Re: An honest question...
Yes, OpenEnergyMonitor does this. It has been the open-source version of a smart meter since before smart meters were a glint in a corrupt politician's wallet.
9 posts • joined 10 Jul 2007
If they have control over the botnet, and assuming it can be made to run arbitrary code, can't they simply instruct it to uninstall itself?
Far better (and permanent) solution than hackishly trying to knock out each node every time they come back online - which they concede will probably lead to the original operators eventually regaining control of the botnet, and no doubt protecting it against this kind of takeover in the future.
I've heard the same claim about Bath Uni's 50m pool, and a quick [popular search engine] reveals other instances around the world.
It seems too common a cock-up to be true, has anyone ever verified any of these likely urban legends?
My guess is that many of these pools would not conform to the Olympic standard for some other reason; Bath for example has only 8 lanes where 10 are required.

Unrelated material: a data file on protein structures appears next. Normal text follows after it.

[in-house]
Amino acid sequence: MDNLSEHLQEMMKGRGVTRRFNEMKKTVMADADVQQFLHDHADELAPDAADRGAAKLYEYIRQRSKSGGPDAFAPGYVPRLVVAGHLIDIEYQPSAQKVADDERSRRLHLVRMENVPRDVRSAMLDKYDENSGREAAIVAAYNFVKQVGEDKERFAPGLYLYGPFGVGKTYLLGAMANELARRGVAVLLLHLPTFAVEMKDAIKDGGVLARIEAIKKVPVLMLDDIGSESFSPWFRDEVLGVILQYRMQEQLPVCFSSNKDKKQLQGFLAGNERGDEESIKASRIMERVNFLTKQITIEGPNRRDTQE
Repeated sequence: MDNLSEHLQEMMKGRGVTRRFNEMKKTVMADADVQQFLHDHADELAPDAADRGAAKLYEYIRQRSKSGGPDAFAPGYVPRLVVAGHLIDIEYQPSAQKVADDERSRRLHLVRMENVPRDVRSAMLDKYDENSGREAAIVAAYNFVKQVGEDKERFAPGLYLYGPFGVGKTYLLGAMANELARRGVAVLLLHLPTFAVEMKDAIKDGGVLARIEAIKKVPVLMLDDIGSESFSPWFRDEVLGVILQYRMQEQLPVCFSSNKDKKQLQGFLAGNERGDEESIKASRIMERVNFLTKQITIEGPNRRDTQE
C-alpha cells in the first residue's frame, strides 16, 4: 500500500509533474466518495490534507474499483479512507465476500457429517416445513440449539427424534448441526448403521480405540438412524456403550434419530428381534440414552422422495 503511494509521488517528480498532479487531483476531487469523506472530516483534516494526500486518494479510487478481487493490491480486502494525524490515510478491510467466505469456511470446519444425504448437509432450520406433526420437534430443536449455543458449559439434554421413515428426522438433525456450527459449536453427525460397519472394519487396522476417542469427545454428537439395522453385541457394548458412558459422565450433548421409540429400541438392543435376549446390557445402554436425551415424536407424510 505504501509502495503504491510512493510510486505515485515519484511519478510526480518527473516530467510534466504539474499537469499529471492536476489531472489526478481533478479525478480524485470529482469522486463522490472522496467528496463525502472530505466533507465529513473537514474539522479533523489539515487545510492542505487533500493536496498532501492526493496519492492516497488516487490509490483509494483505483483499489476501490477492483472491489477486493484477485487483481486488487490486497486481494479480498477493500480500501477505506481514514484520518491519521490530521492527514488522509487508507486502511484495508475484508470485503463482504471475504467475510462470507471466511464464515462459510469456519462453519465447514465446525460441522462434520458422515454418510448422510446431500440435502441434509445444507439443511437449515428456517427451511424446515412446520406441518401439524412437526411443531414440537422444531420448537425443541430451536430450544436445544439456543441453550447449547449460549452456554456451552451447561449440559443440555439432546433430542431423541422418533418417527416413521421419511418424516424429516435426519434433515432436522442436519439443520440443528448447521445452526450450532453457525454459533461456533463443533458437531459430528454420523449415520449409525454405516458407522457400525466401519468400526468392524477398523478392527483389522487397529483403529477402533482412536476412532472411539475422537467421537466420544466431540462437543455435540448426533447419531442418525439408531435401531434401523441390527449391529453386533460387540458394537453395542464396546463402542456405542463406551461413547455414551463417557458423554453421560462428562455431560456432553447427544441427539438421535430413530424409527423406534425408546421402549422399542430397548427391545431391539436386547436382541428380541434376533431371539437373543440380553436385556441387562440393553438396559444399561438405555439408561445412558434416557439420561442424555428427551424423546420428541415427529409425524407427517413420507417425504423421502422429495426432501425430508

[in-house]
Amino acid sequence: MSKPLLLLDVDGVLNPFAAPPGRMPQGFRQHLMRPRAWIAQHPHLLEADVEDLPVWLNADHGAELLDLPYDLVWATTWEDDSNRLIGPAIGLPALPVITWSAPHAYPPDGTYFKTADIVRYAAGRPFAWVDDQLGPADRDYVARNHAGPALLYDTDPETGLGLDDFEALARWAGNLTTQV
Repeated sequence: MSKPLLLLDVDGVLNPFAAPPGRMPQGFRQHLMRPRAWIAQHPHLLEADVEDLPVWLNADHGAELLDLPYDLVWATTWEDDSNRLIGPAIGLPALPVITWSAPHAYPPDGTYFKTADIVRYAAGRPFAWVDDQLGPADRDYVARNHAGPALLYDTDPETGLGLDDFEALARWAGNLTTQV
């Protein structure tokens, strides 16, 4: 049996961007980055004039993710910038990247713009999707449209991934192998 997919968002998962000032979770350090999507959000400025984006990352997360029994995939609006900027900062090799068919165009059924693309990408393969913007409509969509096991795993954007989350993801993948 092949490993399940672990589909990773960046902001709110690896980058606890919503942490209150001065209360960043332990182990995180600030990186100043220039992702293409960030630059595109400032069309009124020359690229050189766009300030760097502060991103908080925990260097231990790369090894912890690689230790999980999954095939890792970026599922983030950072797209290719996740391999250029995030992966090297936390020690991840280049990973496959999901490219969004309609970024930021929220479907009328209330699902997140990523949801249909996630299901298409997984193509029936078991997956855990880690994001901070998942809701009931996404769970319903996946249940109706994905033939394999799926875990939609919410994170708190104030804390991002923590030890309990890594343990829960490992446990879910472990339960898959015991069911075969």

Subsequently, stories about it being two tile-thicknesses too short emerge amongst students/locals and are perpetuated in campus mythology and occasionally shoddy journalism simply because it's a better story.
"Windows XP / Vista / 2000, No Operating System" is just the system requirements, meaning it can be installed on computers with or without Windows already installed.
It's not an empty box at all, you have to look on ebay for those. (I hear someone's already sold an empty iPhone box)
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